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September 22, 2015


14 Year Old Child Bride Facing Death Penalty for Murdering Husband -

Saturday, November 29, 2014

BREAKING: New Coal Disaster In West Virginia -

Tuesday, February 11, 2014

U.S. Hostage Freed by Colombia’s FARC Rebels (Video) -

Monday, October 28, 2013

Here’s Why The Zimmerman Verdict Matters -

Sunday, July 14, 2013

BREAKING! UK Government Spied On Allies At TWO G20 Summits (Video) -

Sunday, June 16, 2013

Swiss Support Tougher Asylum Legislation as Refugee Numbers Spike -

Monday, June 10, 2013

American Woman Killed in Syria Fighting for Terrorists, Syrian TV Claims (Video) -

Friday, May 31, 2013

CO2 in the Air Reached its Highest Level in Human History -

Friday, May 10, 2013

Terms of the New Abortion Bill Agreed by Irish Cabinet -

Wednesday, May 1, 2013

Boston In Lockdown As Manhunt Intensifies -

Friday, April 19, 2013

2 Dead, Dozens Injured After Boston Marathon Bombing -

Monday, April 15, 2013

Fast Food Workers in New York Stage Surprise Strike -

Saturday, April 6, 2013

N. Korean Rhetoric Provokes Missile Shield Deployment -

Wednesday, April 3, 2013

Eyewitness Accounts from Meiktila Massacre -

Wednesday, April 3, 2013

Sudan to Free All Political Prisoners -

Monday, April 1, 2013

A New Free Press In Burma Juxtaposed With Genocide: The World Will Be Watching -

Friday, March 29, 2013

Pressure Builds to End Ethnic Violence in Myanmar -

Friday, March 29, 2013

Activists Demand Action As Further Genocide Looms -

Tuesday, March 26, 2013

Cyprus Reaches Last-Minute Bailout Deal With EU -

Monday, March 25, 2013

Myanmar Muslims Brace for Possible Genocide -

Sunday, March 24, 2013

SCOTUS: Political Calculation?


On Tuesday the 25th, the SCOTUS effectively negated the key requirement in the 1965 Voting Rights Act that says all or parts of 15 states with a history of racial discrimination get Justice Department approval before changing election laws. One argument is that the government can’t continue to rely on 40-year-old demographic data that don’t reflect changes in racial progress and society over the decades, in deciding which states and local jurisdictions have to first get clearance from Washington.

This ruling marks a dark and tragic day in the history of America. It is, however, no surprise when we consider, that five of the nine Judges were elected by republican Presidents and have not made much effort to hide their personal political ideologies, unless they had to save face in front of the American public.

Voting discrimination still exists in America and this ruling is a big step back in the Civil Rights movement.

All the more surprising is today’s ruling in which SCOTUS struck down a key part of the Federal Defense of Marriage Act, and declared that same-sex couples who are legally married deserve equal rights to the benefits under federal law that go to all other married couples. This is a landmark decision for the gay rights movement.

While this ruling is an unbelievably progressive one, it is hard to fully understand how such progressive and regressive decisions could occur in the time span of only two days coming from the same court with the same people.

The 5-4 ruling on the VRA, with the court’s conservatives in the majority shows a clear party line of the court. Voting rights experts said, in the wake of the ruling Tuesday, it would likely help Republicans, potentially setting off a string of dominoes that could bolster the GOP’s majority in the House of Representatives for years, or even decades, to come.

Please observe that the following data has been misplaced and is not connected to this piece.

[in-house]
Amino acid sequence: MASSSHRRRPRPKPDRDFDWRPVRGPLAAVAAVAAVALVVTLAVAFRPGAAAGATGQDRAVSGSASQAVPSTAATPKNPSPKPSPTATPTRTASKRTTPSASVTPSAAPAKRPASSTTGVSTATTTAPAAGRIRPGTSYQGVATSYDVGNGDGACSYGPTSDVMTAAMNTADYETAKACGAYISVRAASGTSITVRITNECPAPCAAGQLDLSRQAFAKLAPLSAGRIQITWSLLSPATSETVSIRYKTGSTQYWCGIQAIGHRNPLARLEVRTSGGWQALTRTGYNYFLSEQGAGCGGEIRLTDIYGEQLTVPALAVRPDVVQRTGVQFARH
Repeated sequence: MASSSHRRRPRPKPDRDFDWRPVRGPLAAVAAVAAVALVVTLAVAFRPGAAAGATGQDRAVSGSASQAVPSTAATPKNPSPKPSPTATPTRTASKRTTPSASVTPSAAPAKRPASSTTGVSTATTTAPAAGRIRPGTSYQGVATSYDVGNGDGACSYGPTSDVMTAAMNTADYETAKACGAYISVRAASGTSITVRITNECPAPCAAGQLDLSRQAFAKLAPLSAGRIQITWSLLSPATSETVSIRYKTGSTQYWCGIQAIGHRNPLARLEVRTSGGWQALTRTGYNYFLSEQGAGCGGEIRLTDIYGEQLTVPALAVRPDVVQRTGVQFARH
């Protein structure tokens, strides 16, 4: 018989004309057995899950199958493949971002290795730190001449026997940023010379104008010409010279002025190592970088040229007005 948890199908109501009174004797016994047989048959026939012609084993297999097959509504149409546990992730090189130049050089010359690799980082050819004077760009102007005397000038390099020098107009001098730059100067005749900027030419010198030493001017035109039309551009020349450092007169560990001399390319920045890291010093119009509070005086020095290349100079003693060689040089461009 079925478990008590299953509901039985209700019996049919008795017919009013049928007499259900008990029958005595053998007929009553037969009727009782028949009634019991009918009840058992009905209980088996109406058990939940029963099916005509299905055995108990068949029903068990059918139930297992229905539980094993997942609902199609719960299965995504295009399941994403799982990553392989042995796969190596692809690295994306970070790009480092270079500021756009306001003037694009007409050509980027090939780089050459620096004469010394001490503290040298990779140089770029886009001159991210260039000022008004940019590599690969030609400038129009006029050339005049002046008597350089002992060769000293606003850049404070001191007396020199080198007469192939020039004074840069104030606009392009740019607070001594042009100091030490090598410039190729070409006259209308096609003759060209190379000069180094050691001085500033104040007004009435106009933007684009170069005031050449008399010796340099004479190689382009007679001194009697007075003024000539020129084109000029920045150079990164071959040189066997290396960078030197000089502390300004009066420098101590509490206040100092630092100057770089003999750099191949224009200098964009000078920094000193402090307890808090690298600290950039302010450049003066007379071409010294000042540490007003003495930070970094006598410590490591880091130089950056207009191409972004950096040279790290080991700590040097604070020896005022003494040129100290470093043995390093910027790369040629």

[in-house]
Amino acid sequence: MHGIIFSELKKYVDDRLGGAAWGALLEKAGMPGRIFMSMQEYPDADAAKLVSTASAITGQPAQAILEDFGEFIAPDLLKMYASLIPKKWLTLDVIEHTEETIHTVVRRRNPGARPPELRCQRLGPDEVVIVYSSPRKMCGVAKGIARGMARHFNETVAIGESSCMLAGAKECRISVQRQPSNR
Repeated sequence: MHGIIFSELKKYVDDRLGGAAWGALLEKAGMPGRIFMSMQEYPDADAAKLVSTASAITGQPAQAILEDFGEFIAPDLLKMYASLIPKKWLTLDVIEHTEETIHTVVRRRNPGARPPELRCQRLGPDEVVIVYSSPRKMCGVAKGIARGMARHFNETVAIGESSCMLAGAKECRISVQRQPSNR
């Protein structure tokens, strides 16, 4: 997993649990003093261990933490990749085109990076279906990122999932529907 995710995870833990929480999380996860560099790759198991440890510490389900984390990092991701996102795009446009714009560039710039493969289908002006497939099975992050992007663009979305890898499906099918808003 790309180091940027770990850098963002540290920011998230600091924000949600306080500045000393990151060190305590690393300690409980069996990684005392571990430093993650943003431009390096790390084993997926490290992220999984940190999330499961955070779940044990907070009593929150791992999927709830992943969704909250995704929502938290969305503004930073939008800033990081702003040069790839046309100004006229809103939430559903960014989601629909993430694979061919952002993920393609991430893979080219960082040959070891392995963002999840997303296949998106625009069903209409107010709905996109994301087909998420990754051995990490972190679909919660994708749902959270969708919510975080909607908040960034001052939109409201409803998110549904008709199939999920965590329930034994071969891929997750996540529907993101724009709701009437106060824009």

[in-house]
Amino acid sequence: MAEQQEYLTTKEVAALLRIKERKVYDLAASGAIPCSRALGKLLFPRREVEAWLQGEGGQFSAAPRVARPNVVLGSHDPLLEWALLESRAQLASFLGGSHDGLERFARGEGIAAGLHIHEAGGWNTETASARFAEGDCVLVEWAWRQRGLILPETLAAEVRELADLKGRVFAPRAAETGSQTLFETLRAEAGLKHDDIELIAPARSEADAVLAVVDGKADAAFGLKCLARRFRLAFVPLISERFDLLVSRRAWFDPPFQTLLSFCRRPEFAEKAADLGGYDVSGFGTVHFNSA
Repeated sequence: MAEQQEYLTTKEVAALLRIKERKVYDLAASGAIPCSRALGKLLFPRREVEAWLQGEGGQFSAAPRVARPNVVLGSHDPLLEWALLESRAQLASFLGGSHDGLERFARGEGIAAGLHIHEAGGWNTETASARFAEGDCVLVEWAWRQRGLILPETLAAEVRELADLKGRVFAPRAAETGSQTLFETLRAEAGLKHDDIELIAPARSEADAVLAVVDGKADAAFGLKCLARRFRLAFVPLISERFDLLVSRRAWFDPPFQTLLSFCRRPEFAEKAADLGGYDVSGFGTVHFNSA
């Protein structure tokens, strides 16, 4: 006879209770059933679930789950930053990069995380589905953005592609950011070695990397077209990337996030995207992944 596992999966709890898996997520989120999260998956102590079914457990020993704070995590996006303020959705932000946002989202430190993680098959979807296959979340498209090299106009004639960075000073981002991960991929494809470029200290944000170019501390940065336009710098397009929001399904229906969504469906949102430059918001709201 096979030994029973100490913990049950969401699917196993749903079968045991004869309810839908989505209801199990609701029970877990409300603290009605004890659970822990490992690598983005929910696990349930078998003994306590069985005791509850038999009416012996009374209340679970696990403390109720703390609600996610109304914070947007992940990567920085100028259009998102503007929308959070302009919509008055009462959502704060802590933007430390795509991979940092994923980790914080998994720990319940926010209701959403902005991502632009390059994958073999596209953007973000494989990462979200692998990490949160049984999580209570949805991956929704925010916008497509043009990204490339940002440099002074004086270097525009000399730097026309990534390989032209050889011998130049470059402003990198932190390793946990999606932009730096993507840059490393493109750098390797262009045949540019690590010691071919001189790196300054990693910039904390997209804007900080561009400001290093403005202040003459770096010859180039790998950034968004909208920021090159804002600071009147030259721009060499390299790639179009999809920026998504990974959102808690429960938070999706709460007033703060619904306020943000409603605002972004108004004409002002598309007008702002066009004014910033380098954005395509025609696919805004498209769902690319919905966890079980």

While the ruling on the VRA could have gone farther than it actually did, the question is, how one Supreme Court, defending one Constitution, could have come to these two conclusions simultaneously, if it wasn’t for political ideology and political calculation?

After the ruling, officials in Texas and Mississippi pledged to immediately implement laws requiring voters to show photo identification before getting a ballot. North Carolina Republicans promised they would quickly try to adopt a similar law. Florida now appears free to set its early voting hours however Gov. Rick Scott and the GOP Legislature please. And, Georgia’s most populous county likely will use county commission districts that Republican state legislators drew over the objections of local Democrats.

Tragically, on the very same day that Texas state Sen. Wendy Davis (D) drew national attention for stopping a bill that would have closed every abortion clinic in the state and outlawed abortion after 20 weeks, the Supreme Court gutted the law that kept her in office in the first place.

By failing to acknowledge the reason for why the voting situation for minorities has improved so much (the VRA being the reason), SCOTUS is opening the door for history to repeat itself, while saying, in effect, that history cannot repeat itself.

Clarissa Frankfurt (20 Posts)

Clarissa Frankfurt is a law student at the University of Fribourg in Switzerland. While her country of origin is Switzerland, she has also lived in America for 4 years and in Germany for 3 years. Her Master studies are concentrated on International law and Human Rights, as well as Diplomacy. When she’s not studying, you can find Clarissa online blogging about politics, mainly American politics, social issues such as Women’s Rights and equality for the LGBT community, Democracy and Human Rights ( Offline, you can find Clarissa playing the violine in the university orchestra, teaching English, taking part in Model UNs (...MUN) or fanatically shooting hoops.